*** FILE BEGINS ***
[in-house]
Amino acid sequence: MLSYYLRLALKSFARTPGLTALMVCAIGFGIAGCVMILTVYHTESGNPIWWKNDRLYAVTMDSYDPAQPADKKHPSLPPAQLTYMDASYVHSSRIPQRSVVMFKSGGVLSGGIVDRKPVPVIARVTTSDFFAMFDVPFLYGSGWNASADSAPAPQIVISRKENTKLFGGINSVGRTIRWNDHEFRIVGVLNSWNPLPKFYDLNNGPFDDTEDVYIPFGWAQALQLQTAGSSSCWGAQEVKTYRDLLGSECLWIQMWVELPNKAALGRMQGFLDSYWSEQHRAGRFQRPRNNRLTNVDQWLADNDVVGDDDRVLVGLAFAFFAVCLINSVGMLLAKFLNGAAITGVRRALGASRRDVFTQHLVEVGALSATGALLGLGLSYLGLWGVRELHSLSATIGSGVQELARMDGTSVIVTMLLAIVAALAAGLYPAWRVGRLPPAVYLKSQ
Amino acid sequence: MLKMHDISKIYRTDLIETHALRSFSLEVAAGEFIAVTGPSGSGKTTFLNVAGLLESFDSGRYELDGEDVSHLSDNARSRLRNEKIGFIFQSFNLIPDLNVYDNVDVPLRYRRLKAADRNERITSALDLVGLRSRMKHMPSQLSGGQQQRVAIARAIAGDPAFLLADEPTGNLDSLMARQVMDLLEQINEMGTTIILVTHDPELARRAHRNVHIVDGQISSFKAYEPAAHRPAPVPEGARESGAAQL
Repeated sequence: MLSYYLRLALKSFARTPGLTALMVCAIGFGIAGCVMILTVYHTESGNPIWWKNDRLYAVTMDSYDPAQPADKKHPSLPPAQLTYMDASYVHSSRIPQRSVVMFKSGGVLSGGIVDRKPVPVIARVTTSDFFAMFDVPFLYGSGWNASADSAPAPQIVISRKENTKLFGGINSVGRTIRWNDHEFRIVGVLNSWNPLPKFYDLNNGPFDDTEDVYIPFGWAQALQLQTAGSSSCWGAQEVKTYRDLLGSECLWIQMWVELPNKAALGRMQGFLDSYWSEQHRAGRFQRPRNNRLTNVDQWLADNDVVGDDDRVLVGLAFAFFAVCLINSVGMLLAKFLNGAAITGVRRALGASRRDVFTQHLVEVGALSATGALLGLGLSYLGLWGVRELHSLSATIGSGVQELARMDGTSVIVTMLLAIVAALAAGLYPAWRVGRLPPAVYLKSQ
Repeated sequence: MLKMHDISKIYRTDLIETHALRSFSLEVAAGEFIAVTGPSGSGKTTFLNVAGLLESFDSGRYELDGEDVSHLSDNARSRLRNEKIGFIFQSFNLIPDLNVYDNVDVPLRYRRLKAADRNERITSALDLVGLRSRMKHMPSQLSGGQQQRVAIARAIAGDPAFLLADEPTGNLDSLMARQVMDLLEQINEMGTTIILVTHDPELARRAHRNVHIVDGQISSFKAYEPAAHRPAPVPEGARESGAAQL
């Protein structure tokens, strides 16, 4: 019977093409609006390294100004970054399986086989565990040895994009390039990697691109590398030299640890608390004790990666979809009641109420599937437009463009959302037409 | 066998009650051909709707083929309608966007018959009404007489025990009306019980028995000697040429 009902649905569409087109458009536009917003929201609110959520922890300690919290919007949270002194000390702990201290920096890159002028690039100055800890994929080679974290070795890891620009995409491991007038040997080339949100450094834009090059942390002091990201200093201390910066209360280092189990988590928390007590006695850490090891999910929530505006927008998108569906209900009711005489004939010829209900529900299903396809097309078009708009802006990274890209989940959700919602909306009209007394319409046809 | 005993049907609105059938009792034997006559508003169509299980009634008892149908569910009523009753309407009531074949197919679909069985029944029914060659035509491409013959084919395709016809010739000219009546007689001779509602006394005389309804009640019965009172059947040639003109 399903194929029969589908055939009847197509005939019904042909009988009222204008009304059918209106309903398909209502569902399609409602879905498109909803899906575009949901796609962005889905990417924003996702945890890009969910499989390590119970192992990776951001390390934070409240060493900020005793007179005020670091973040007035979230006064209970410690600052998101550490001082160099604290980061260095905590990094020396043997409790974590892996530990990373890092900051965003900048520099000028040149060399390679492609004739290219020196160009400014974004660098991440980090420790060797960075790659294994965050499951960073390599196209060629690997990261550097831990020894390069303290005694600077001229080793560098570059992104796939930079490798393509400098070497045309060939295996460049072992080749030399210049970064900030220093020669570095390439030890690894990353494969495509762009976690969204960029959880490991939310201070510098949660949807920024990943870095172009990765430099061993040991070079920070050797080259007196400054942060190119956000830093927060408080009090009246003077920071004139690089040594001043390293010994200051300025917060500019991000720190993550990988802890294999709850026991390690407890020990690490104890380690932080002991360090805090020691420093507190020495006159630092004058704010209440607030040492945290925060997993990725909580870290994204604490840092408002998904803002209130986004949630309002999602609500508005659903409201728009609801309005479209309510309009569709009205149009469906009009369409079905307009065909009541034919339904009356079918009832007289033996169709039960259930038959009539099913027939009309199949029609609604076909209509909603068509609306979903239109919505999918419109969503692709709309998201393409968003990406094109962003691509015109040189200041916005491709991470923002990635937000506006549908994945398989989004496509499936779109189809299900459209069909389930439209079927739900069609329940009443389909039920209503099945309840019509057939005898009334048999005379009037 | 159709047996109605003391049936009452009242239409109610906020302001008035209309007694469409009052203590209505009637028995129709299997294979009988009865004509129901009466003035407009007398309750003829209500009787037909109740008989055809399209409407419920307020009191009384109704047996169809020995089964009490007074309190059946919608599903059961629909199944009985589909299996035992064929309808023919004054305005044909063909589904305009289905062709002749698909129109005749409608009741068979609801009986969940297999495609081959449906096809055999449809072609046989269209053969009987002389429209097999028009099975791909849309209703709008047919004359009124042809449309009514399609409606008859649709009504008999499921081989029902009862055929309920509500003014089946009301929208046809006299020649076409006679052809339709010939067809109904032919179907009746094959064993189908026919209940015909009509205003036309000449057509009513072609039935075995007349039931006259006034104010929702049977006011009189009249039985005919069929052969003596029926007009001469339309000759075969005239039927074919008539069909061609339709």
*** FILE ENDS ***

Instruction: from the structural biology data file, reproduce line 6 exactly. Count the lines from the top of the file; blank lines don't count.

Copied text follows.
């Protein structure tokens, strides 16, 4: 019977093409609006390294100004970054399986086989565990040895994009390039990697691109590398030299640890608390004790990666979809009641109420599937437009463009959302037409 | 066998009650051909709707083929309608966007018959009404007489025990009306019980028995000697040429 009902649905569409087109458009536009917003929201609110959520922890300690919290919007949270002194000390702990201290920096890159002028690039100055800890994929080679974290070795890891620009995409491991007038040997080339949100450094834009090059942390002091990201200093201390910066209360280092189990988590928390007590006695850490090891999910929530505006927008998108569906209900009711005489004939010829209900529900299903396809097309078009708009802006990274890209989940959700919602909306009209007394319409046809 | 005993049907609105059938009792034997006559508003169509299980009634008892149908569910009523009753309407009531074949197919679909069985029944029914060659035509491409013959084919395709016809010739000219009546007689001779509602006394005389309804009640019965009172059947040639003109 399903194929029969589908055939009847197509005939019904042909009988009222204008009304059918209106309903398909209502569902399609409602879905498109909803899906575009949901796609962005889905990417924003996702945890890009969910499989390590119970192992990776951001390390934070409240060493900020005793007179005020670091973040007035979230006064209970410690600052998101550490001082160099604290980061260095905590990094020396043997409790974590892996530990990373890092900051965003900048520099000028040149060399390679492609004739290219020196160009400014974004660098991440980090420790060797960075790659294994965050499951960073390599196209060629690997990261550097831990020894390069303290005694600077001229080793560098570059992104796939930079490798393509400098070497045309060939295996460049072992080749030399210049970064900030220093020669570095390439030890690894990353494969495509762009976690969204960029959880490991939310201070510098949660949807920024990943870095172009990765430099061993040991070079920070050797080259007196400054942060190119956000830093927060408080009090009246003077920071004139690089040594001043390293010994200051300025917060500019991000720190993550990988802890294999709850026991390690407890020990690490104890380690932080002991360090805090020691420093507190020495006159630092004058704010209440607030040492945290925060997993990725909580870290994204604490840092408002998904803002209130986004949630309002999602609500508005659903409201728009609801309005479209309510309009569709009205149009469906009009369409079905307009065909009541034919339904009356079918009832007289033996169709039960259930038959009539099913027939009309199949029609609604076909209509909603068509609306979903239109919505999918419109969503692709709309998201393409968003990406094109962003691509015109040189200041916005491709991470923002990635937000506006549908994945398989989004496509499936779109189809299900459209069909389930439209079927739900069609329940009443389909039920209503099945309840019509057939005898009334048999005379009037 | 159709047996109605003391049936009452009242239409109610906020302001008035209309007694469409009052203590209505009637028995129709299997294979009988009865004509129901009466003035407009007398309750003829209500009787037909109740008989055809399209409407419920307020009191009384109704047996169809020995089964009490007074309190059946919608599903059961629909199944009985589909299996035992064929309808023919004054305005044909063909589904305009289905062709002749698909129109005749409608009741068979609801009986969940297999495609081959449906096809055999449809072609046989269209053969009987002389429209097999028009099975791909849309209703709008047919004359009124042809449309009514399609409606008859649709009504008999499921081989029902009862055929309920509500003014089946009301929208046809006299020649076409006679052809339709010939067809109904032919179907009746094959064993189908026919209940015909009509205003036309000449057509009513072609039935075995007349039931006259006034104010929702049977006011009189009249039985005919069929052969003596029926007009001469339309000759075969005239039927074919008539069909061609339709």